Norway Central Bank Considers Developing Digital Currency

Norway’s central bank considers introducing its own cryptocurrency to “ensure confidence in money and the monetary system.”

Norway’s central bank, Norges Bank, is considering developing its own digital currency as a supplement to cash to “ensure confidence in money and the monetary system”, according to a working paper May 18.

The report, prepared by a Norges Bank working group, investigates aspects they believe should be considered when assessing the issuance of a central bank digital currency (CBDC). The authors emphasize at least three possible CDBC applications: the introduction of a reliable alternative to deposits in private banks, a suitable legal tender as a supplement to cash, and an independent backup solution for electronic payment systems. Norges Bank Governor Øystein Olsen wrote:

“A decline in cash usage has prompted us to think about whether at some future date a number of new attributes that are important for ensuring an efficient and robust payment system and confidence in the monetary system will be needed.”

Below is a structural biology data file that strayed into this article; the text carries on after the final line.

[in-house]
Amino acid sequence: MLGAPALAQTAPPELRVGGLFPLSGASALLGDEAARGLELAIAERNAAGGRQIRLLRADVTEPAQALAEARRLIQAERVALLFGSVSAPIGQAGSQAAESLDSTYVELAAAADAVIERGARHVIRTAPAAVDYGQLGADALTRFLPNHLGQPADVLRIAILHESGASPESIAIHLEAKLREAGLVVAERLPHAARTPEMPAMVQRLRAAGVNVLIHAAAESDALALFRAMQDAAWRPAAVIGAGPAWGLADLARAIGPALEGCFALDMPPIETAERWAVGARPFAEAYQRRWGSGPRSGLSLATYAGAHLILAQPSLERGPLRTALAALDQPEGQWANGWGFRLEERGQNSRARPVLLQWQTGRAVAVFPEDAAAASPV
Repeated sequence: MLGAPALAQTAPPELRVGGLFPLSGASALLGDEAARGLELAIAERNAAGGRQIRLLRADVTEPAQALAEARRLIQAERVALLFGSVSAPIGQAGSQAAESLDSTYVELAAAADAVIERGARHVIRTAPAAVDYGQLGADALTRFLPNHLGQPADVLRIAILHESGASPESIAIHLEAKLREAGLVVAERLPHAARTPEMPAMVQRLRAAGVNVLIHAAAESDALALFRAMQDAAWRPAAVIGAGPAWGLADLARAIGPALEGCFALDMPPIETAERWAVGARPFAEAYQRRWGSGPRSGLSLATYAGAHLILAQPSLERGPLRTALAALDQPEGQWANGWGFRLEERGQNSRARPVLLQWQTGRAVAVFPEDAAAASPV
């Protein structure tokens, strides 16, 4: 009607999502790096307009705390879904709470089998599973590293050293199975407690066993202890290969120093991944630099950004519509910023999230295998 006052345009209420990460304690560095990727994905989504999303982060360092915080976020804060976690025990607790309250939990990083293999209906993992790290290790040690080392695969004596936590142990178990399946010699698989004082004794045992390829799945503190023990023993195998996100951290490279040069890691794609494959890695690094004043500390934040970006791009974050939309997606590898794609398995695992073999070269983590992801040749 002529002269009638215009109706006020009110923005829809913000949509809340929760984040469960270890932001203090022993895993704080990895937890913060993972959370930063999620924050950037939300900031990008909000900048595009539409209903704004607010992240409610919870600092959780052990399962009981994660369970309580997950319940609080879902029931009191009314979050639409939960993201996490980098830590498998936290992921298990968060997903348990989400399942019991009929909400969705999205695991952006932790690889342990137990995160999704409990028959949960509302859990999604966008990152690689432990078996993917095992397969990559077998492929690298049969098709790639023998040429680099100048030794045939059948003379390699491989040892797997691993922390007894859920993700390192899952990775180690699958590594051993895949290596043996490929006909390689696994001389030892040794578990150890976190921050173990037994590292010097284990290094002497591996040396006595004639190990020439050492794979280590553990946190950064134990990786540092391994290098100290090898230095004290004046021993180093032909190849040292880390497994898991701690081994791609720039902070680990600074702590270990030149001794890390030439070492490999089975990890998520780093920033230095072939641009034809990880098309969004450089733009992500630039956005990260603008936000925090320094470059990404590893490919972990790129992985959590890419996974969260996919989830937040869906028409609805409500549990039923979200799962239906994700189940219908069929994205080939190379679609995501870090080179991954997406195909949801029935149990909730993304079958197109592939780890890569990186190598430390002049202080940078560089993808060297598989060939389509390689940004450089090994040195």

The report states that a CBDC could provide customers with an alternative means to store assets. According to Norges bank, the foundation of a CBDC must also not interfere with the ability of the bank and other financial institutions to provide credit. Norges Bank will reportedly continue to issue cash as long as there is demand for it. The working group has only completed the initial phase of studying a potential CBDC, stating:

“It is too early to conclude whether Norges Bank should take the initiative in introducing a CBDC. The impacts of a CBDC – and the socio-economic cost-benefit analysis – will depend on the specific design. The design, in turn, will depend on the purpose of introducing a CBDC.”

Other countries in Europe have also begun to consider issuing a digital currency through their central bank. Similar to Norway, Sweden’s Riksbank is considering an e-krona as a result of declining cash circulation.

Yesterday, Cointelegraph reported that the Swiss Federal Council has requested a study on a state-backed digital currency examining the risks and opportunities of its introduction. Now, the lower house of the Swiss parliament has to decide whether to support the Federal Council’s request for research. Should the proposal be approved, the Swiss Finance Ministry will conduct the study.

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Iran and Russia Discuss Transacting in Crypto to Avoid International Sanctions